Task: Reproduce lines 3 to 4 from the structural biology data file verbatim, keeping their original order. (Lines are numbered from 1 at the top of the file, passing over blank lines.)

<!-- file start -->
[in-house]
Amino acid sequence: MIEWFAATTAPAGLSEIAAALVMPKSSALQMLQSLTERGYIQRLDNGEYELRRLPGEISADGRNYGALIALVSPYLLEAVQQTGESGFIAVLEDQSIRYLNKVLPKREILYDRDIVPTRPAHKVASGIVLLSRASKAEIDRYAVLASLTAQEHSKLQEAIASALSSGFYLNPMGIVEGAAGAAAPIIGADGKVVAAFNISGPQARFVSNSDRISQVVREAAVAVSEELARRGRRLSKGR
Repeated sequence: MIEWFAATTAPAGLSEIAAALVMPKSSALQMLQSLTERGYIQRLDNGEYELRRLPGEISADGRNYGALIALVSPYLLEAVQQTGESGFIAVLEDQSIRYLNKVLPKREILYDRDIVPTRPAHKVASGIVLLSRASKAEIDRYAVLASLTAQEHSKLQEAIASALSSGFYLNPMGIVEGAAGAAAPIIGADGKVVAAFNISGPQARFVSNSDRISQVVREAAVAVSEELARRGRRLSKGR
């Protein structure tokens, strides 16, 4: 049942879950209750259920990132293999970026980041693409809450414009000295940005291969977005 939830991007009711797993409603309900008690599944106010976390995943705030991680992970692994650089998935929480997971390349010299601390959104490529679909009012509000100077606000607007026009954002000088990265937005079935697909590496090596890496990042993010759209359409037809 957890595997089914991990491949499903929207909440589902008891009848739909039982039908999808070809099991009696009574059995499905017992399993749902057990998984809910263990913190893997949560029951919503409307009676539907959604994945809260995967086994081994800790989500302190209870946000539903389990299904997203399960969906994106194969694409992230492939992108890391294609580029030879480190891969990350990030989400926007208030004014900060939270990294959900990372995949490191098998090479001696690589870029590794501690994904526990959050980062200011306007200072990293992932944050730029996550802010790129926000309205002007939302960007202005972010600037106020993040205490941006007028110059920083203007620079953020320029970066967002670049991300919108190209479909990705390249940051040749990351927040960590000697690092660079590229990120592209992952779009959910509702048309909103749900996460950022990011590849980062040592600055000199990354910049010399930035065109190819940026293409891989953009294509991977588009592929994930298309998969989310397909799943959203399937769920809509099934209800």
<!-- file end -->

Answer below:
Repeated sequence: MIEWFAATTAPAGLSEIAAALVMPKSSALQMLQSLTERGYIQRLDNGEYELRRLPGEISADGRNYGALIALVSPYLLEAVQQTGESGFIAVLEDQSIRYLNKVLPKREILYDRDIVPTRPAHKVASGIVLLSRASKAEIDRYAVLASLTAQEHSKLQEAIASALSSGFYLNPMGIVEGAAGAAAPIIGADGKVVAAFNISGPQARFVSNSDRISQVVREAAVAVSEELARRGRRLSKGR
């Protein structure tokens, strides 16, 4: 049942879950209750259920990132293999970026980041693409809450414009000295940005291969977005 939830991007009711797993409603309900008690599944106010976390995943705030991680992970692994650089998935929480997971390349010299601390959104490529679909009012509000100077606000607007026009954002000088990265937005079935697909590496090596890496990042993010759209359409037809 957890595997089914991990491949499903929207909440589902008891009848739909039982039908999808070809099991009696009574059995499905017992399993749902057990998984809910263990913190893997949560029951919503409307009676539907959604994945809260995967086994081994800790989500302190209870946000539903389990299904997203399960969906994106194969694409992230492939992108890391294609580029030879480190891969990350990030989400926007208030004014900060939270990294959900990372995949490191098998090479001696690589870029590794501690994904526990959050980062200011306007200072990293992932944050730029996550802010790129926000309205002007939302960007202005972010600037106020993040205490941006007028110059920083203007620079953020320029970066967002670049991300919108190209479909990705390249940051040749990351927040960590000697690092660079590229990120592209992952779009959910509702048309909103749900996460950022990011590849980062040592600055000199990354910049010399930035065109190819940026293409891989953009294509991977588009592929994930298309998969989310397909799943959203399937769920809509099934209800």